Read on for a book update.

Well, readers, since the last post, FOLLOW YOUR DOG has taken off at a solid trot. It seems like just about every time I’ve asked businesses and other entities to consider a partnership the answer is YES. I am pleased and just a little bit intimidated by it. Don’t worry, though; I have been practicing for this for what seems like years and Bailey and I are ready for the attention. I hope, gulp.

Go to http://www.dldbooks.com/annchiappetta/ to fill up a stocking or two with the new book.
Guiding Eyes for the Blind has been gracious and supportive, too, which is an added bonus. If you are reading this blog post, consider them as one of your organizations of choice for monetary giving. Go to www.guidingeyes.org/

If you are in the Yorktown Hight’s neighborhood on December 9 for the Guiding Eyes graduation, I would be happy to personally sign your copy of the book. Stay tuned for more information on the event or visit my personal website to find out more about other events to promote the book: www.annchiappetta.com

Author Update

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Hello all,
I’d like to share an author’s update. Today I received 50 copies of my new book, “Follow Your Dog a Story of Love and Trust”. My goal is to sell all of them by the end of December. If you haven’t purchased a copy, go to http://www.dldbooks.com/annchiappetta/

How did I get there? What motivated me to write and publish a book? The creation of the book merits another post entirely, therefore this post will start at the point shortly before I sent the draft to the editor.
To begin, part of the promotional plan began six months ago. I was thinking about how to improve my promotion since my first book was not as successful as I thought it would be. Poetry doesn’t sell as well as other genres.

The good thing is the new book is nonfiction and appeals to more than just poets and writers. I put the finishing touches on the manuscript and decided to follow advice from other professional authors to create a personal website. I made the decision based on what I wanted to accomplish with this book as well as how to expand my visibility in general. I made a list of what I’ve been doing when volunteering, like being a public speaker and newsletter editor for other organizations. I was also a copy writer for a few organizations, helping with writing content for new websites, membership letters, brochures and social media posts. I have 15 years of coordinating programs and small to medium sized events, too. I’d spoken to audiences from pre-k to seniors on topics like disability, guide and service dogs, mental health, military cultural concepts, PTSD and trauma, rehabilitation, art and literature and fundraising. I thought, why not utilize the experience and talent alongside with the literary arts? I decided to tie it all up in a pretty bow and become a consultant. http://www.annchiappetta.com/ is now live and offers a robust menu, including a speaking engagement form, biography and links to interviews, presentations, and awards. My blog is also linked and the DLD Books author’s page directs folks to it as well.

Which entities or businesses and other promotional contacts have I pursued? Here is a list: guide and service dog schools and programs, Labrador breeding magazines and groups, both my undergraduate and post graduate colleges, local bookstores, bookstores in other States, pet stores, pet groomers, service dog equipment suppliers, social media groups on Face Book, radio stations offering disability-related programs and shows, podcasts and other media outlets. .

I have one book signing planned which will hopefully get media attention as it is being planned with the guide dog school from where I graduated. I have a recorded phone interview and a radio show interview planned as well. I also have been trying to find where I could sell books on consignment and will be saving up for a few magazine ads after 2018, if all goes as planned.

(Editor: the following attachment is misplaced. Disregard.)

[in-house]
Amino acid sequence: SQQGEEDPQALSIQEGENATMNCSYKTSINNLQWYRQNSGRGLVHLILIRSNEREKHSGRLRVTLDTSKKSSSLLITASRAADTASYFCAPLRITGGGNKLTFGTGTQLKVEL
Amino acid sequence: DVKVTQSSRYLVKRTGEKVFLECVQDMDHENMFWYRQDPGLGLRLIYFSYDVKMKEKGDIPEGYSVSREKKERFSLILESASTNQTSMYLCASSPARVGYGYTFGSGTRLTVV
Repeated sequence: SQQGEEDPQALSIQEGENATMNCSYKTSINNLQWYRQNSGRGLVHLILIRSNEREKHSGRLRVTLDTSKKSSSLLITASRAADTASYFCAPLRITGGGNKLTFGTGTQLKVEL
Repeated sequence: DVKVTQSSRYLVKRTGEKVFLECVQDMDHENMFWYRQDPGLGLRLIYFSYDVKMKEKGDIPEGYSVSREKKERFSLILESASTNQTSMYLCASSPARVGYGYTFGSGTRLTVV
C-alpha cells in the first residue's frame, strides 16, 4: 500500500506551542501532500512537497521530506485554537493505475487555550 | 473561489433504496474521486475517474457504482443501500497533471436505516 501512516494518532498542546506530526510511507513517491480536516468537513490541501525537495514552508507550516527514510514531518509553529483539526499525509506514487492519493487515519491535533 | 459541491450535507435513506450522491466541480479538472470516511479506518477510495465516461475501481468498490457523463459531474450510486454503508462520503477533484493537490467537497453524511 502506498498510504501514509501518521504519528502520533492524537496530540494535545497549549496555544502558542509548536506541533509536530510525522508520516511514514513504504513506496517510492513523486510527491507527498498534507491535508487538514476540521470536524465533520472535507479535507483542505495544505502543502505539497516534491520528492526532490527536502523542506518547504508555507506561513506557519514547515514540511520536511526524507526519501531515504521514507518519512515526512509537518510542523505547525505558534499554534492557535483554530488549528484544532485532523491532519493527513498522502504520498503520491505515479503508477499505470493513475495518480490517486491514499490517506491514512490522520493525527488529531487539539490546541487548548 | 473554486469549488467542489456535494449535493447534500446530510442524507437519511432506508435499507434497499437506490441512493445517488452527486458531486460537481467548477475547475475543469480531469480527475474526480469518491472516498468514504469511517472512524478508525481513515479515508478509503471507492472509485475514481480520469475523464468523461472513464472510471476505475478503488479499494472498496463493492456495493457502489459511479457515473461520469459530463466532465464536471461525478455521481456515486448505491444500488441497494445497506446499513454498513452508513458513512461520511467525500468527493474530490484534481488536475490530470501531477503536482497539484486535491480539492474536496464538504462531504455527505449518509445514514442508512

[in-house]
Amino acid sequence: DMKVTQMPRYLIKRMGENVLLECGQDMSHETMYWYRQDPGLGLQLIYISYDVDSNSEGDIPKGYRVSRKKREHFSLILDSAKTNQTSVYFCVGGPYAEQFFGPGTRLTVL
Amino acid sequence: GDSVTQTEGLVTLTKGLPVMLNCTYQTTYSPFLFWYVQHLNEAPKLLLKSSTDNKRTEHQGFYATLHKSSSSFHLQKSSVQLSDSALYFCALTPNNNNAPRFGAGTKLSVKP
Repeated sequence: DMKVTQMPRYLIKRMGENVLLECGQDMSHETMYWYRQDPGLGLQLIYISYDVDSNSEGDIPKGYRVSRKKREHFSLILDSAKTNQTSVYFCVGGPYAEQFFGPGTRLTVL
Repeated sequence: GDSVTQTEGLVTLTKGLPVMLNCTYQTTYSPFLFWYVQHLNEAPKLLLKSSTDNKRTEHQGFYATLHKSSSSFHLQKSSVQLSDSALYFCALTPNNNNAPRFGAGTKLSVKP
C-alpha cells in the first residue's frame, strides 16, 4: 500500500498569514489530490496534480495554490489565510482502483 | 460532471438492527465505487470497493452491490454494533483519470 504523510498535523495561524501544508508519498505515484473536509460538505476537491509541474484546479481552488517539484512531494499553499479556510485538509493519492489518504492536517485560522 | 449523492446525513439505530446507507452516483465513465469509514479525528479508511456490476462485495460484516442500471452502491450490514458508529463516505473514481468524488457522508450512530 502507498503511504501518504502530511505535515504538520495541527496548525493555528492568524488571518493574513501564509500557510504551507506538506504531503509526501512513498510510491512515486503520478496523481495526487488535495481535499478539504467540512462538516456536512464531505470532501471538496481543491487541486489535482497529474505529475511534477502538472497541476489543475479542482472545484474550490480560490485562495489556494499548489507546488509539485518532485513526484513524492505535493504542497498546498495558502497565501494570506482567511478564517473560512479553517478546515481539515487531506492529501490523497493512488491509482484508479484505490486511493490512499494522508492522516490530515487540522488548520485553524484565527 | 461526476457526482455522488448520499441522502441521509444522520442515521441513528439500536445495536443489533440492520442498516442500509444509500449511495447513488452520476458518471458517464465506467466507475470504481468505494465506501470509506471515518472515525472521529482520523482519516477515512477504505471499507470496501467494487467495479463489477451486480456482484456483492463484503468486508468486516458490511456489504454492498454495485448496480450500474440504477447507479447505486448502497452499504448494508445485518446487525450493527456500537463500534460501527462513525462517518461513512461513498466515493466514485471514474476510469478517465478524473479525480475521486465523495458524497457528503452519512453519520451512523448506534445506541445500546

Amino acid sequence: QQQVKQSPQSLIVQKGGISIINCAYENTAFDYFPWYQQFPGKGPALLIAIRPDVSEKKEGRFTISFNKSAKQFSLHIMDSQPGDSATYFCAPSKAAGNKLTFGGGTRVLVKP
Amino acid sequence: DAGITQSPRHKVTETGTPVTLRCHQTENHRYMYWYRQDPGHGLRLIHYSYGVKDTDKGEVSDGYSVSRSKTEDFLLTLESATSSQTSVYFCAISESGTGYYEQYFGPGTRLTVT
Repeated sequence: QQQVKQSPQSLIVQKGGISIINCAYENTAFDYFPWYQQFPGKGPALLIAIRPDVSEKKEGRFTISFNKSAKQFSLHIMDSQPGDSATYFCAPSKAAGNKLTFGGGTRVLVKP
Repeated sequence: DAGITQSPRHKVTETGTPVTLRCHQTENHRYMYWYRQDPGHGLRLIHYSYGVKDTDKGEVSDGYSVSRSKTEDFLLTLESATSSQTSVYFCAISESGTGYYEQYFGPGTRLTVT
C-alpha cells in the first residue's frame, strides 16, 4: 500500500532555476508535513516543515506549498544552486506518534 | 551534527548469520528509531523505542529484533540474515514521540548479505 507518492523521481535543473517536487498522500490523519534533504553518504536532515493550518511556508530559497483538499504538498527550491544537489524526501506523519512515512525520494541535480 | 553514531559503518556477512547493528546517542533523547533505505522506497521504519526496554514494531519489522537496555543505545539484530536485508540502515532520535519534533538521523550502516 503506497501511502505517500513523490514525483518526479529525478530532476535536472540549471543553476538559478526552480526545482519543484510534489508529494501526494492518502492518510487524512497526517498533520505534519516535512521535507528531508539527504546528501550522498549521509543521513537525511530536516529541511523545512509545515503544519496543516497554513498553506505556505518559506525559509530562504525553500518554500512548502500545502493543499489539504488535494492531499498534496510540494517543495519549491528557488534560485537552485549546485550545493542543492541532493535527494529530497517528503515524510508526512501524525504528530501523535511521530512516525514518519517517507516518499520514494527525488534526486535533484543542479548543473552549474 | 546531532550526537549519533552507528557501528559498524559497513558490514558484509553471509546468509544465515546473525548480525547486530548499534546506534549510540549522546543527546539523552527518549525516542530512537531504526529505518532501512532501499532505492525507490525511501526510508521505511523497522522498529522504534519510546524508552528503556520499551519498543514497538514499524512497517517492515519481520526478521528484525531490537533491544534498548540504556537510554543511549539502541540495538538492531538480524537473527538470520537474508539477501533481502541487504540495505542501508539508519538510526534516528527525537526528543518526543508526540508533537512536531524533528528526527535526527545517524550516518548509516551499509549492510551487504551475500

What, one may ask, is on the wish list? A table at a few crafts fairs, a few speaking engagements for National Poetry Month, a weekend writing retreat, and being able to attend the annual Indy writers conference. Also, being able to put my book in the big box bookstores like Barnes and Noble and a book signing at The Strand in NYC would be absolutely crazy-cool. A book signing at The Strand would be like being on Broadway. This brings me to a fanciful thought: what if my book could be adapted as a play or movie script?
Thanks for reading and see you on the pages.

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Ahead of Schedule!

| Filed under blindness Fiction Guide dogs Poem Relationships Uncategorized Writing Life

For Immediate Release

Contact: Ann Chiappetta, author 914-393-6605 [email protected]

Writer tells Compelling Tale, and it is all for the love of dogs
New Rochelle, New York — October 24, 2017 – Local author and poet, Ann Chiappetta, celebrates the release of her second book, a memoir titled, “Follow Your Dog: a Story of Love and Trust”.
Legally blind since 1993, Chiappetta received her first guide dog from Guiding Eyes for the Blind in 2009. The nonfiction book tells of her struggles growing up as a visually impaired child and learning how to cope with progressive vision loss while working and raising her family. Throughout the book, her relationship with each dog in her life at the time shares a prominent place.

“It’s all about the dog,” she says, summing up being out in public with her guide dog, adding, “I wouldn’t have it any other way.”

The latter half of the book focuses on the human and canine bond that develops when matched with a guide dog. Chiappetta writes, from the back cover: “With this book, I hope to take the reader on a journey of understanding: learning what it’s like to overcome the darker side of disability by walking the path of independence with a canine partner. “
Chiappetta will be scheduling book signings and readings throughout the United States, beginning with a book signing at Guiding Eyes for the Blind in Yorktown Heights on December 9. The book is available from popular eBook and print on demand booksellers.

To purchase Ann’s book, go to http://www.dldbooks.com/annchiappetta/
Or, to access Ann’s schedule of book signings and interviews, past interviews, or request her as a guest speaker, go to http://www.annchiappetta.com

To find out more about the publisher, go to http://www.dldbooks.com
To find out more about Guiding Eyes for the Blind, visit http://www.guidingeyes.org